Panasonic Lumix DC-S1 sensor review

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sensor

The Panasonic Lumix DC-S1 is the company’s first mid-range, full-frame mirrorless camera. It is built around the existing L-mount originally developed by Leica, which is now also supported by Sigma as part of the so-called “L-mount alliance.”

Unlike the 47MP variant on the S1R, which was announced at the same time, the S1 features a 24MP CMOS sensor. Paired with a new VENUS processor, the stabilized 24MP CMOS sensor in the S1 delivers a high native ISO range up to 51,200; bursts at up to 9 fps in AFS mode; and 6 fps with continuous AF. Typical of stabilized sensors, the S1 also has a multi-shot high-resolution capability that allows the creation of 96MP images.

Panasonic has built the camera with a sealed magnesium alloy body, a durable shutter that’s capable of 400K shutter actuations, and a high 1/320 sec flash synchronization. It also has an electronic viewfinder with a 5.76 million-dot OLED-type display, and adjustable magnification from 0.7 to 0.78x. At the rear, the S1 has a 3.2-inch touchscreen monitor that can both tilt and flip.

As befitting a pro-oriented model, the new camera has two media card slots, one for XQD and a second that records to SD UHS-II media cards.

Key specifications:

  • 24.2MP full-frame CMOS sensor
  • 5-axis in-body “Dual IS” system for stills and video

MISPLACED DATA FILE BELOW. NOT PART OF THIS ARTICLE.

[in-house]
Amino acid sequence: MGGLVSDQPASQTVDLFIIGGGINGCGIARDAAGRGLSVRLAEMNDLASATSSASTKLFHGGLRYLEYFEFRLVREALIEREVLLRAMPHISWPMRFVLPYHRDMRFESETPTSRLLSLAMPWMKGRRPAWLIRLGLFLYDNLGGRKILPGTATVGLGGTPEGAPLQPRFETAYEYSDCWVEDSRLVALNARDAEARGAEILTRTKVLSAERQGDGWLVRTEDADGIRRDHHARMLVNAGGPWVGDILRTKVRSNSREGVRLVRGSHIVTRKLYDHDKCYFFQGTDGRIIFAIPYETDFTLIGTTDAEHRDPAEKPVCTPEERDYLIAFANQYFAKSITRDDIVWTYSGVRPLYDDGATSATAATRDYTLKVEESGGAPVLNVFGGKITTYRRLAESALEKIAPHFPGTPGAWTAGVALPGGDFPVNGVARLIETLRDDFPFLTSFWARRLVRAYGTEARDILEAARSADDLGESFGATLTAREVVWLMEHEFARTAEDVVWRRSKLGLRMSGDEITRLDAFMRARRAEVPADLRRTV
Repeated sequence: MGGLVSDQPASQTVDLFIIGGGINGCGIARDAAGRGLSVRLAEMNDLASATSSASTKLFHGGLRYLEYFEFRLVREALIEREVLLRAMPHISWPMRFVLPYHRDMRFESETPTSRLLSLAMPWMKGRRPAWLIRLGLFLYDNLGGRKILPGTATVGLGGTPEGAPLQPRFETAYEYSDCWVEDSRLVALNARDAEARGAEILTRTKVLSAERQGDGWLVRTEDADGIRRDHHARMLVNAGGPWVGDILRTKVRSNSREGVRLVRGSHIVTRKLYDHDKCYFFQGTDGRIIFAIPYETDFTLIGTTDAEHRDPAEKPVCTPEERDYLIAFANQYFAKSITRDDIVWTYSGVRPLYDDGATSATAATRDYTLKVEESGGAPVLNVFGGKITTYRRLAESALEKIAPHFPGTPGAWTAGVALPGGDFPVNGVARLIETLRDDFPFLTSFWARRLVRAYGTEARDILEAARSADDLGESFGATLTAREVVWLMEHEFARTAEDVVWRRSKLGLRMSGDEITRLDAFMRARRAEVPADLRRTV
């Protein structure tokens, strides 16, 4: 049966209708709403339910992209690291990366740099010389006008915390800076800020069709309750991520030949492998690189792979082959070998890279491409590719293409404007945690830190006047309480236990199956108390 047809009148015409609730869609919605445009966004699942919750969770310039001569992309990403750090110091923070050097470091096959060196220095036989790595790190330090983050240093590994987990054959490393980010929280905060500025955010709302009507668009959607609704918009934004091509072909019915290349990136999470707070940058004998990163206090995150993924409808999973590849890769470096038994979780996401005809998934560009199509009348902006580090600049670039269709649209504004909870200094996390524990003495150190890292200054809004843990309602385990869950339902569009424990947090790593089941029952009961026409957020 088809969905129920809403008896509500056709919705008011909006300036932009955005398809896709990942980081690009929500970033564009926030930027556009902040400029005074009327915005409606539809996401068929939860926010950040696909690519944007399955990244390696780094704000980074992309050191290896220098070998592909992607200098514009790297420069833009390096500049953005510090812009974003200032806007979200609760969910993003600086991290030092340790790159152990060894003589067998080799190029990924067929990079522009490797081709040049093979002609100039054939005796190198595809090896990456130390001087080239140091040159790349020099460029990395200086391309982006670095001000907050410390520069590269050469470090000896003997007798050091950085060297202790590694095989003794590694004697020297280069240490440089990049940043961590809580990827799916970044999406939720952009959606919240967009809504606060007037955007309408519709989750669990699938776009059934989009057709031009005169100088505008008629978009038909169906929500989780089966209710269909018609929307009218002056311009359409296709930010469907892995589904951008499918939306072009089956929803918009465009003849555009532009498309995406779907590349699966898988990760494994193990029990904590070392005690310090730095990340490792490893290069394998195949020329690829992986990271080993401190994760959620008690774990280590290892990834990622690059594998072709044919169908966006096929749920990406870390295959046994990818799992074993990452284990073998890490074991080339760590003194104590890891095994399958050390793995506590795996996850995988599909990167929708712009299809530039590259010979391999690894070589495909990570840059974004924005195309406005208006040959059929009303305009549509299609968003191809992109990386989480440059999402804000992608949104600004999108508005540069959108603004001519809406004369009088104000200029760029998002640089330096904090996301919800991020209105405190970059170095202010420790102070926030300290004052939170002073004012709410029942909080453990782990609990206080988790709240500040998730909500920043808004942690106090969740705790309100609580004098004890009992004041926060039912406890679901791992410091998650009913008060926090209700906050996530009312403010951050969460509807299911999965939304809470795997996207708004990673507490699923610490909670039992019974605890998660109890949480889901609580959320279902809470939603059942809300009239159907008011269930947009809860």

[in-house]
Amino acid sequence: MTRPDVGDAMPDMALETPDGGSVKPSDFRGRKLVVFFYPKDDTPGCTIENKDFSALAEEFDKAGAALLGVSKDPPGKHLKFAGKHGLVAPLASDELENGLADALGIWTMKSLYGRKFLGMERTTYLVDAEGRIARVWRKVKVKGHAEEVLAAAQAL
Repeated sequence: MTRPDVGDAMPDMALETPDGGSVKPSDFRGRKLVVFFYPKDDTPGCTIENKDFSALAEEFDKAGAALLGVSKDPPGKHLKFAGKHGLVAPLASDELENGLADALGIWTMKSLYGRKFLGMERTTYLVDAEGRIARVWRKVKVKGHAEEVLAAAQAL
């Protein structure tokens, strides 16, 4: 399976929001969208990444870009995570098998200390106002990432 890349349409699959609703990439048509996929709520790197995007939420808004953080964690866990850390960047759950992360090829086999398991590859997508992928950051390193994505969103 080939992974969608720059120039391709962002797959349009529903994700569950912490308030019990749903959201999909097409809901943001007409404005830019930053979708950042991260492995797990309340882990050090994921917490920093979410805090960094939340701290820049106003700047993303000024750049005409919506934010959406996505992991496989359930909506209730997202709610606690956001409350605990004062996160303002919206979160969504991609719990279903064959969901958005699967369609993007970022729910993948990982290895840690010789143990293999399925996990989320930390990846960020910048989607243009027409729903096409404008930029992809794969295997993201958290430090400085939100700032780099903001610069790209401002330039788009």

• Native ISO 100-51,200
  • Up to 9 fps shooting in AFS, up to 6 fps with continuous AF
  • UHD 4K at 30 fps from full-width, 60 fps from an APS-C size crop
  • One XQD slot and one SD card slot (with UHS-II support)

Overall performance

The Panasonic S1’s 24MP full-frame CMOS sensor achieves a high overall DxOMark score of 95, which is the 12th-highest place overall among all of the cameras in our database.

Although it’s an excellent all-round performer, its key strength is its (Portrait) color depth, and its score of 25.2 bits is the second-best result (by just 0.1 bit) we’ve seen for a full-frame sensor at this resolution.

At 14.5 EV, the S1’s (Landscape) dynamic range score is also impressively high, and only 0.2 EV behind the best in class for this pixel count (the Sony A7 III).

While some higher-resolution full-frame sensors can achieve slightly better color sensitivity and dynamic range scores, the S1’s excellent scores in these areas, in conjunction with lower pixel density (and therefore larger pixels) in this 24MP sensor, translates into an excellent Low-light ISO (Sports) score of ISO 3333.

Combining low noise, excellent color sensitivity, and a wide dynamic range with a sufficiently high pixel count for many publishing tasks, the Panasonic Lumix S1 looks promising for a wide range of photographic genres.

Image quality compared

For its first foray into full-frame cameras, Panasonic has selected a CMOS sensor with the same 24MP resolution as that used by both the Sony A7 III and the Nikon Z 6. With just one point between them in the DxOMark rankings and similar Portrait, Landscape, and Sports scores, the new Lumix DC-S1 sensor performs practically identically to its most direct competitors.

The 24MP sensor in the S1 may have a slightly lower Sports score than the A7 III, but as every photographer knows, there’s a doubling of the ISO values for every stop or 1 EV increase. This said, the difference between ISO 3730 vs. 3333 means that the Panasonic S1 is just –0.16 EV behind the Sony A7 III. As the table below shows, the 24MP Panasonic S1 sensor performance is ahead of its rival from Canon, the 30.3MP Canon EOS R, with the Panasonic delivering better results in all test areas.

Click here to open our interactive DxOMark image sensor ranking tool.

In-depth comparisons

For a more detailed examination of sensor performance, we’ll compare the Panasonic Lumix DC-S1 to two of its closest mirrorless competitors, the Sony A7 III and the Canon EOS R.